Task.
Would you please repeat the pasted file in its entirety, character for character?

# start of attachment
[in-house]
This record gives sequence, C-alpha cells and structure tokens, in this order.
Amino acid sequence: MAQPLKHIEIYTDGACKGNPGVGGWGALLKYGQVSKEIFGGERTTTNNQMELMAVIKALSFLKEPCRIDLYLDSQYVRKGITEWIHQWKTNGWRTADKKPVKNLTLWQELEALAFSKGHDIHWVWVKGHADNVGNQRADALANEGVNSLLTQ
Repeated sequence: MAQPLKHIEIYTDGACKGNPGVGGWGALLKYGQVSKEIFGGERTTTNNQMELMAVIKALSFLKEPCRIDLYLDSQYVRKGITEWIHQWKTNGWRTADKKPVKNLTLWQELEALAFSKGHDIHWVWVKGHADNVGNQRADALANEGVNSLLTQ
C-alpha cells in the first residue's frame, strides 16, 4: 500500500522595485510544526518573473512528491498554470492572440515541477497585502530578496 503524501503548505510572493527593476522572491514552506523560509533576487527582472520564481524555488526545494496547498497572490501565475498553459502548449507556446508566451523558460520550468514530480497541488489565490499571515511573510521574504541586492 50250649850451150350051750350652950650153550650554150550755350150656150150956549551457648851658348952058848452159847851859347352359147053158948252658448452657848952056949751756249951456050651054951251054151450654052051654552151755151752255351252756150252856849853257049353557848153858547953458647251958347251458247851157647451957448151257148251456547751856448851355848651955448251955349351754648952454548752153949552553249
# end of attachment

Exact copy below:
[in-house]
This record gives sequence, C-alpha cells and structure tokens, in this order.
Amino acid sequence: MAQPLKHIEIYTDGACKGNPGVGGWGALLKYGQVSKEIFGGERTTTNNQMELMAVIKALSFLKEPCRIDLYLDSQYVRKGITEWIHQWKTNGWRTADKKPVKNLTLWQELEALAFSKGHDIHWVWVKGHADNVGNQRADALANEGVNSLLTQ
Repeated sequence: MAQPLKHIEIYTDGACKGNPGVGGWGALLKYGQVSKEIFGGERTTTNNQMELMAVIKALSFLKEPCRIDLYLDSQYVRKGITEWIHQWKTNGWRTADKKPVKNLTLWQELEALAFSKGHDIHWVWVKGHADNVGNQRADALANEGVNSLLTQ
C-alpha cells in the first residue's frame, strides 16, 4: 500500500522595485510544526518573473512528491498554470492572440515541477497585502530578496 503524501503548505510572493527593476522572491514552506523560509533576487527582472520564481524555488526545494496547498497572490501565475498553459502548449507556446508566451523558460520550468514530480497541488489565490499571515511573510521574504541586492 50250649850451150350051750350652950650153550650554150550755350150656150150956549551457648851658348952058848452159847851859347352359147053158948252658448452657848952056949751756249951456050651054951251054151450654052051654552151755151752255351252756150252856849853257049353557848153858547953458647251958347251458247851157647451957448151257148251456547751856448851355848651955448251955349351754648952454548752153949552553249